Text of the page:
Libya: The Next Frontline against Islamic State

Haftar, cc Flickr Magharebia

Positive signs in the fight against Islamic State in Iraq and Syria have recently been tempered by signs that the militant group is making serious inroads in Libya – a theater that will pose a much greater challenge to Western policymakers.

Up until now, Islamic State’s presence in Libya has been small given the chaos reigning in the country. The group took most of Derna, a city along the Mediterranean coast in eastern Libya, back in 2014 after pushing back rival militias loyal to al-Qaeda. Sirte was next to fall after a two-month battle in mid-2015. Since then, ISIS has been pushed out of Derna and has expanded its territory to the east and west of Sirte.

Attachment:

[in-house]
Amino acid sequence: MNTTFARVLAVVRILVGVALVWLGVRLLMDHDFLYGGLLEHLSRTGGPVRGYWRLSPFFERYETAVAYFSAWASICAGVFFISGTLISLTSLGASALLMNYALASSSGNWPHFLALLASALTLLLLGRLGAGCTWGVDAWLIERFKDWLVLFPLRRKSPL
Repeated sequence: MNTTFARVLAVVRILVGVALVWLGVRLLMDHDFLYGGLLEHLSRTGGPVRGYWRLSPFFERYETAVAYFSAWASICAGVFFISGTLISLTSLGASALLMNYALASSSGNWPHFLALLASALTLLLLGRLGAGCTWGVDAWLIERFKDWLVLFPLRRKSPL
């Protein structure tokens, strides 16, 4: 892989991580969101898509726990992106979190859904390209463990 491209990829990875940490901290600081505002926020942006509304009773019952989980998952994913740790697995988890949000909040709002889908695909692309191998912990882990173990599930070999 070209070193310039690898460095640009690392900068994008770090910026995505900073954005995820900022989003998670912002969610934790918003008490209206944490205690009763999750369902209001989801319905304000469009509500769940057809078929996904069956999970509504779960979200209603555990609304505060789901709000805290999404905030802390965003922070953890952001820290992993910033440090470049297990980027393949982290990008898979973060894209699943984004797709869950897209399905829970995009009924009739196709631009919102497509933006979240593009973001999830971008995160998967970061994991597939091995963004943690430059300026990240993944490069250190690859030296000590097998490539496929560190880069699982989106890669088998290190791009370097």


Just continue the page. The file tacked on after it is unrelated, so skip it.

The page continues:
Early gains by Islamic State in Libya came on the back of opportunistic militias which sought the Islamic State ‘brand’ for their own recruitment purposes, rather than any centrally directed effort from the ISIS leadership in Raqqa.

The situation now appears to be changing. As ISIS is pinched between coalition air support and a sustained push from the Iraqi security forces, its manpower is beginning to drain from the Iraq-Syria battlefield. The latest White House estimate puts the group’s strength there at anywhere from 19,000-25,000, down from the earlier count of 20,000-32,000.

The foreign fighters that would normally be bolstering these ranks aren’t heading to Raqqa like they were before. Instead, they’re beginning to flood into Libya, apparently at the behest of an ISIS leadership that sees gains to be made in the anarchy that has set in following Gaddafi’s ouster.

Estimates put Islamic State’s strength in Libya at 5,000 and growing. The group’s territorial footprint is minor, restricted as it is to the areas around Sirte, but we may be seeing a deliberate build-up of manpower ahead of an unexpected blitz much like the strategy employed against Fallujah and Mosul in 2014.

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